Hatchets and axes are similar handheld tools, but they’re not the same. Each has its strengths and weaknesses and deciding which is best will depend on what you need it for. In this guide, we’ll compare the hatchet and axe so that you can decide on the right tool for you.
What’s the difference between a hatchet and an axe?
Hatchets are short, one-handed axes that are commonly used for chopping, hammering, and backyard work. A regular axe has a longer handle requiring two hands to swing; it is more powerful than a hatchet, capable of felling large trees and chopping logs.
- Both tools often have a wooden handle and steel head.
- They’re both primarily used for chopping wood.
- Hatchets are best for light jobs while axes can handle bigger chopping tasks.
Full-sized felling axes are around 32-36 inches long while a boy’s axe is a little shorter at 28 inches. Hatchets measure roughly 18” in length.
Uses for axes and hatchets
An axe has a sharp blade and a long handle that provides excellent leverage when swinging. There are few jobs too big for this tool. Popular uses for an axe include felling small or large trees, hewing logs, firewood splitting, and odd jobs around the yard.
The hatchet is limited by its size. Swinging a shorter handle with just one hand reduces its power output. However, it is excellent for splitting firewood, felling saplings, and lopping off tree branches. For odd jobs around the campsite, a hatchet is a lightweight option. It’s also a convenient size for butchering animals like deer and ducks.
Pros of an axe
- A long hand provides extra leverage resulting in more power
- Having two hands on the axe assists with control and accuracy.
- Capable of almost any job, big or small.
Cons of an axe
- The extra weight means they’re harder to wield and smaller people may find them a challenge to use.
- Transporting an axe is more difficult and their size isn’t suitable for backpacking.
- They’re more expensive than a similar quality hatchet.
- No extras like pommels or nail pullers.
Pros of hatchets
- Easy to swing making them ideal for beginners and anyone that struggles with heavy tools.
- A great all-round tool that can do any small tasks.
- Light and easy to chop branches above your head.
- Uses up less space in vehicles and is easier to carry when traveling on foot.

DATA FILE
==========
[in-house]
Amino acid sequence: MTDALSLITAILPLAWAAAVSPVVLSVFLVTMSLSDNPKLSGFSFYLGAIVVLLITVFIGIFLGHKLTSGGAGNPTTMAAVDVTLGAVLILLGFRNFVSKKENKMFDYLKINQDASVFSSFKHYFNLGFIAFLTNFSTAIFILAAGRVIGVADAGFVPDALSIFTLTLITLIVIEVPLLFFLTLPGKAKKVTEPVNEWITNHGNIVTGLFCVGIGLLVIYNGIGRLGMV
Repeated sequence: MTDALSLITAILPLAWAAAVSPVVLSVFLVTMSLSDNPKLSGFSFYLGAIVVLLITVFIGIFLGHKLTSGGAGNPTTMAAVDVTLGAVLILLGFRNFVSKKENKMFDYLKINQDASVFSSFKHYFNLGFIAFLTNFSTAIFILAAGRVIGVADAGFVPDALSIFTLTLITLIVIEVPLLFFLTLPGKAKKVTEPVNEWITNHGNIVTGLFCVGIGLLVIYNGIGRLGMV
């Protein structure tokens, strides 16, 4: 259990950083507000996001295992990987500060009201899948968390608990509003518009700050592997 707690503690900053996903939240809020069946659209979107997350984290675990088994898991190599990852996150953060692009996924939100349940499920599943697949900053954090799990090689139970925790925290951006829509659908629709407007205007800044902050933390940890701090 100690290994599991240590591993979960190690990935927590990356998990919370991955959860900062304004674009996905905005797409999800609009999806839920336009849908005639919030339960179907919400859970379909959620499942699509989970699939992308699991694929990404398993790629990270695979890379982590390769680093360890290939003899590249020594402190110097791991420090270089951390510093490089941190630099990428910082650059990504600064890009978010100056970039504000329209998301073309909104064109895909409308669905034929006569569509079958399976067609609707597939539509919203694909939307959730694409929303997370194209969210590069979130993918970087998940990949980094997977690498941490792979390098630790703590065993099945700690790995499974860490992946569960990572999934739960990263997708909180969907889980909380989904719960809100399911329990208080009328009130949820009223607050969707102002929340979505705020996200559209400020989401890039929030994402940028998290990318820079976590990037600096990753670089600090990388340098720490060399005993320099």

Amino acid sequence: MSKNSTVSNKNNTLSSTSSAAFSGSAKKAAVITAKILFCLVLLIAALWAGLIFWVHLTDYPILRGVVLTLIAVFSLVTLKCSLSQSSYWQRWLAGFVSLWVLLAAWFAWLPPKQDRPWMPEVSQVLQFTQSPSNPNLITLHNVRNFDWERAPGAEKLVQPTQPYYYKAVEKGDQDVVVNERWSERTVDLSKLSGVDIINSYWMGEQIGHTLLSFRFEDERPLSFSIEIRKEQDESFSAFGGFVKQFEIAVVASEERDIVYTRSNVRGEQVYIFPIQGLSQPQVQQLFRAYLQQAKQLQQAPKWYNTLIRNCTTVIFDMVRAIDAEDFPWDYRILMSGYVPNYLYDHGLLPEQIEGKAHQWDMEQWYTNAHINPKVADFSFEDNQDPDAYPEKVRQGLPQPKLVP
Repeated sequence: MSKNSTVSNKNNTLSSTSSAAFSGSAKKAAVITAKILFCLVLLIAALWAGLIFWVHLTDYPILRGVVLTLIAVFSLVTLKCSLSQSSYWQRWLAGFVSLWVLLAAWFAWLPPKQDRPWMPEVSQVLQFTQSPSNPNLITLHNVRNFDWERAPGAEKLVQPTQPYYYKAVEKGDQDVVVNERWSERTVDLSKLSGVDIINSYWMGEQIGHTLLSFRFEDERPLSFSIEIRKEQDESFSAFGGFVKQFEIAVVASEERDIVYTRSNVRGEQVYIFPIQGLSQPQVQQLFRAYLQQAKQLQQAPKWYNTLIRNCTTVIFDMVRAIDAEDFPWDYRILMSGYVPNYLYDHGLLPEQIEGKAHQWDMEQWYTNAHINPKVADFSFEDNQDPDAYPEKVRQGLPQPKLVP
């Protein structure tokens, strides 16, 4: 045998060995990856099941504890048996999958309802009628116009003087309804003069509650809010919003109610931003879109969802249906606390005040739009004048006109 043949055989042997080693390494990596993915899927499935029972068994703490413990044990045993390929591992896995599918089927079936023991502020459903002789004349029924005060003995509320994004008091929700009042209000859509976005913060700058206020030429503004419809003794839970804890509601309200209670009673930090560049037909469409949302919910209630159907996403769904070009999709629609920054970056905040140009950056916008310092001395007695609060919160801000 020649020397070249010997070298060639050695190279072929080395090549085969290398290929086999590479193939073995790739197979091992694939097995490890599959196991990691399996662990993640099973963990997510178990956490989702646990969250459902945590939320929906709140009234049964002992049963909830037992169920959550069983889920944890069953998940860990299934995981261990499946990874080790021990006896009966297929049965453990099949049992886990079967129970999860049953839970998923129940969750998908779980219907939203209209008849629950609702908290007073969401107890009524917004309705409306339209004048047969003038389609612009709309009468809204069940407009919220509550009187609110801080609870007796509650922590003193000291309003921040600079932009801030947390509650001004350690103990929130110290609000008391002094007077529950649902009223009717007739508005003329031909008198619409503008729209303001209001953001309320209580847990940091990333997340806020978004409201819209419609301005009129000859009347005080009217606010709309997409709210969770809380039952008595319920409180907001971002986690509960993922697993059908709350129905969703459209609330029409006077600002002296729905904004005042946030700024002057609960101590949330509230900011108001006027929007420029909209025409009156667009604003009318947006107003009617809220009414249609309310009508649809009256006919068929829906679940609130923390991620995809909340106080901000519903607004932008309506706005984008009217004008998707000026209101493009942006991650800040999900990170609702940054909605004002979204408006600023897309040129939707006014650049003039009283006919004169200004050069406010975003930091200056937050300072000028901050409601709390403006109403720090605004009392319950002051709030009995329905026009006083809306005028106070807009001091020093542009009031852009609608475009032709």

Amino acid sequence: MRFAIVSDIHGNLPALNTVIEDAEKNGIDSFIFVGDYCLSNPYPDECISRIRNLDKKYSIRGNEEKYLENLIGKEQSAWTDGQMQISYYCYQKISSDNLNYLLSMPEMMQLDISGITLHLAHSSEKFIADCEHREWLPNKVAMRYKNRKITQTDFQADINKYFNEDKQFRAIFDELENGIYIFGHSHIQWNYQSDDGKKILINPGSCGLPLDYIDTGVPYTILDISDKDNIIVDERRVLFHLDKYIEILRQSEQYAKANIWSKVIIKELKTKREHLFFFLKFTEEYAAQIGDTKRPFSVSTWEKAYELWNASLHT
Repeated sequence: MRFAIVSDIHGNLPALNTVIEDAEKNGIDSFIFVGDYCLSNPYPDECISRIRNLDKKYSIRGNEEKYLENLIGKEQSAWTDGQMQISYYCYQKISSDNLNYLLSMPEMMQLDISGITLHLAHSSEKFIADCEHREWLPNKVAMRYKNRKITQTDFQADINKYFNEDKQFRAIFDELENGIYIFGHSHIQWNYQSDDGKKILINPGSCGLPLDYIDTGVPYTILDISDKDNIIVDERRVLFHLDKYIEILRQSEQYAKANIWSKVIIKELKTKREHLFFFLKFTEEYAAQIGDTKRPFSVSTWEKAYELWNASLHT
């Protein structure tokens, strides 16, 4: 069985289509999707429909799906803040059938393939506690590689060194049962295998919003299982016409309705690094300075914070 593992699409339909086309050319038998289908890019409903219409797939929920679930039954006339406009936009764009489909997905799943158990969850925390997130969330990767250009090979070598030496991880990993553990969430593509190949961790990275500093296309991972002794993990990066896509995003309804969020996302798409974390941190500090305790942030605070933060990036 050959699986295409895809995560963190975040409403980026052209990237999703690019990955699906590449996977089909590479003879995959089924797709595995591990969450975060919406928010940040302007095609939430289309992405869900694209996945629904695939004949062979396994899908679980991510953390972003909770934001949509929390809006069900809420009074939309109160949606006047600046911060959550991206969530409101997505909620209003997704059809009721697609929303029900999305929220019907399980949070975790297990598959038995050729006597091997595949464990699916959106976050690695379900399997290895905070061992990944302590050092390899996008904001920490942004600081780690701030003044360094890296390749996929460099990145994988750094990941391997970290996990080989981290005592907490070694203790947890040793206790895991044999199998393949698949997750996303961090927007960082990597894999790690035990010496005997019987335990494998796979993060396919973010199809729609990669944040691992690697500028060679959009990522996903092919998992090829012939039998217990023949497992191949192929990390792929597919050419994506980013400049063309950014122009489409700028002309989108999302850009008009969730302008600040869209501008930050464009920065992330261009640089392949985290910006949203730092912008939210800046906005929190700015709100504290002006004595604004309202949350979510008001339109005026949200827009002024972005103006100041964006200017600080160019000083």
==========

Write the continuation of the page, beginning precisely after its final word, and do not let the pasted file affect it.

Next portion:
- Some brands come with extra features like a nail remover.
Cons of hatchets
- Hard work to chop down bigger trees.
- Can’t use two hands so there’s less control.
- Can’t get the same downward force that comes from a longer-handles axe.
Commonly asked questions
Should I buy a hatchet or an axe for camping?
If you’re traveling by car to the campsite then an axe is a good option if there’s room. Anyone traveling by foot are better to take a hatchet or tomahawk. If you’re just using the tool to cut firewood, you may want to take a folding saw instead.
Are hatchets or axes better for chopping firewood?
If you only have a small amount of firewood to chop and the logs are small, a hatchet will work fine. For large logs and jobs that require a lot of wood to be chopped, you’re better to choose an axe, splitting axe or maul.
For general yard work, is a hatchet or axe best?
A hatchet is a good option for easy jobs like lopping off small branches, hammering in stakes, and chopping small amounts of firewood and kindling. For bigger jobs you’ll need to power of an axe; a hatchet will quickly cause hand strain.
Should I buy a hatchet and an axe?
In budget isn’t a concern and you’ve got plenty of shed space, it’s a good idea to buy a hatchet and an axe. For most small tasks, a hatchet is comfortable and easy to use. It’s nice not having to lug a big, full-handle axe. On the occasion that you need to pull out the big guns, your axe will power through more challenging chopping jobs.
Also worth reading
Comparison of hatchet and tomahawk
What’s the difference between a splitting and chopping axe?
For most jobs, an axe or hatchet will do a great job. As soon as you’re faced with a bigger job, like chopping a pile of big logs or felling a tree, an axe will outperform a hatchet all day. For many, these jobs aren’t common, so you’ll probably do fine with a hatchet.
The appeal of a hatchet is its size, which can be used by almost anyone. It also packs into small spaces better than an axe. For those who need to trim small branches above their head, a hatchet would be the preferable option.
Keep in mind that a hatchet or axe isn’t the only option. If you need to split a lot of wood, then a maul or splitting axe should be considered. They’ll do a much better job of processing logs into smaller bits at scale. But their blades are intentionally dull, so don’t expect to use them around the yard or farm for other jobs.